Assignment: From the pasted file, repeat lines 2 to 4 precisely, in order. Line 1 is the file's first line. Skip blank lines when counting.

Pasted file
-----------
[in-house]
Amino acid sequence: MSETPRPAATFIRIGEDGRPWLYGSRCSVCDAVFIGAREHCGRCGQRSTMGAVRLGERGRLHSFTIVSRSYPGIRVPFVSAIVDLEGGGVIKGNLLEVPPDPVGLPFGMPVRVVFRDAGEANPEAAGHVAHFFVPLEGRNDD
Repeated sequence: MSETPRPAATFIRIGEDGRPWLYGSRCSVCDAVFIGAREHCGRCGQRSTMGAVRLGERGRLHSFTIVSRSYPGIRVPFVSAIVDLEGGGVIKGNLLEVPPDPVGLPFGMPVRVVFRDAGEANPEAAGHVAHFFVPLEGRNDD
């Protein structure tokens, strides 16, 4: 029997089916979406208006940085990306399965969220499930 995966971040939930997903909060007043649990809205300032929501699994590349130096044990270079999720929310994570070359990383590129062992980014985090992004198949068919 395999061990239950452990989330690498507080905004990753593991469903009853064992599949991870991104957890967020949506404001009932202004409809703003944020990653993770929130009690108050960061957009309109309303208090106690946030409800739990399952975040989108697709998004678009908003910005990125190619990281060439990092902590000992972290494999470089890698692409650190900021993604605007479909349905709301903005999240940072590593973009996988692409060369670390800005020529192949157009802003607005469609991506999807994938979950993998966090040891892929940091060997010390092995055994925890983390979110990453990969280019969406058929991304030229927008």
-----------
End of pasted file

Amino acid sequence: MSETPRPAATFIRIGEDGRPWLYGSRCSVCDAVFIGAREHCGRCGQRSTMGAVRLGERGRLHSFTIVSRSYPGIRVPFVSAIVDLEGGGVIKGNLLEVPPDPVGLPFGMPVRVVFRDAGEANPEAAGHVAHFFVPLEGRNDD
Repeated sequence: MSETPRPAATFIRIGEDGRPWLYGSRCSVCDAVFIGAREHCGRCGQRSTMGAVRLGERGRLHSFTIVSRSYPGIRVPFVSAIVDLEGGGVIKGNLLEVPPDPVGLPFGMPVRVVFRDAGEANPEAAGHVAHFFVPLEGRNDD
């Protein structure tokens, strides 16, 4: 029997089916979406208006940085990306399965969220499930 995966971040939930997903909060007043649990809205300032929501699994590349130096044990270079999720929310994570070359990383590129062992980014985090992004198949068919 395999061990239950452990989330690498507080905004990753593991469903009853064992599949991870991104957890967020949506404001009932202004409809703003944020990653993770929130009690108050960061957009309109309303208090106690946030409800739990399952975040989108697709998004678009908003910005990125190619990281060439990092902590000992972290494999470089890698692409650190900021993604605007479909349905709301903005999240940072590593973009996988692409060369670390800005020529192949157009802003607005469609991506999807994938979950993998966090040891892929940091060997010390092995055994925890983390979110990453990969280019969406058929991304030229927008």